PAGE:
• United States
Neal Weinberg
Contributing writer, Foundry

WLAN switch execs come to dinner

May 24, 20048 mins
Cisco SystemsNetwork SecurityWi-Fi

Start-up chiefs chat up technology concerns and marketplace battles.

At last year’s Network World dinner with top executives from some of the leading wireless LAN switch start-ups, the talk focused on access points, chipsets and radio frequency beams. This year, the conversation centered on partnerships, the channel, horizontal markets and, of course, an 800-pound gorilla called Cisco.

LAS VEGAS – At last year’s Network World dinner with top executives from some of the leading wireless LAN switch start-ups, the talk focused on access points, chipsets and radio frequency beams. This year, the conversation centered on partnerships, the channel, horizontal markets and, of course, an 800-pound gorilla called Cisco.

Yes, the WLAN switch market has grown up over the past year. From the vendors’ perspective, technology concerns, such as standards and security, have been largely addressed. Products are shipping. Now the task is building a sales infrastructure that can win business in this highly competitive market.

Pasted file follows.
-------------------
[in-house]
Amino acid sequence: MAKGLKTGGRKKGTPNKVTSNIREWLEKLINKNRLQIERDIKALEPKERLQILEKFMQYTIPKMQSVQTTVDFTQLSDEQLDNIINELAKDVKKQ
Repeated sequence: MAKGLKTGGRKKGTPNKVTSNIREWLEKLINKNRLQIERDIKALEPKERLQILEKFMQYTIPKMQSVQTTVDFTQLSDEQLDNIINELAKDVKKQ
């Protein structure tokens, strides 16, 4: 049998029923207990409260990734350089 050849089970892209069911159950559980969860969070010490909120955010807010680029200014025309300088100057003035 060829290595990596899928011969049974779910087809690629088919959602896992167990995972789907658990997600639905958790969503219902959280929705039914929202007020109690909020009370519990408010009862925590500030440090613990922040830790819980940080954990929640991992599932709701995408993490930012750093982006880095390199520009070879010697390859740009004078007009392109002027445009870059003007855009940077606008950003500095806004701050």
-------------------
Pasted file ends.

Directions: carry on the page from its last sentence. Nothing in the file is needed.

Toward that end, two of the vendors from last year’s NetWorld+Interop dinner – Aruba Wireless Networks and Trapeze Networks – recently brought on sales-savvy industry veterans as CEOs. The new faces in our private dining room at Canaletto’s in the Venetian Hotel were Aruba’s Don LeBeau (formerly of Data General, IBM and Cisco) and Trapeze’s Jim Vogt (formerly of Bay Networks, Nortel and Ingrian).

Airespace CEO Brett Galloway returned for a second year, as did AirFlow Networks CEO Bob Machlin. But AirFlow recently dropped out of the WLAN switch derby and is now a component vendor, selling its VoIP-centric “switch on a chip” technology to other systems vendors. “In the last year a lot of things were sorted out,” Machlin said. “One of the things we discovered was that our value-add was really embedded in core technology.”

In a second-floor room overlooking a Vegas version of Venice’s St. Mark’s Square, the vendors were upbeat about the way the market is responding to their products and passionate about the idea that WLANs will revolutionize corporate networks. And despite the fact that they compete for customers, they never sniped at each other – they saved that for Cisco.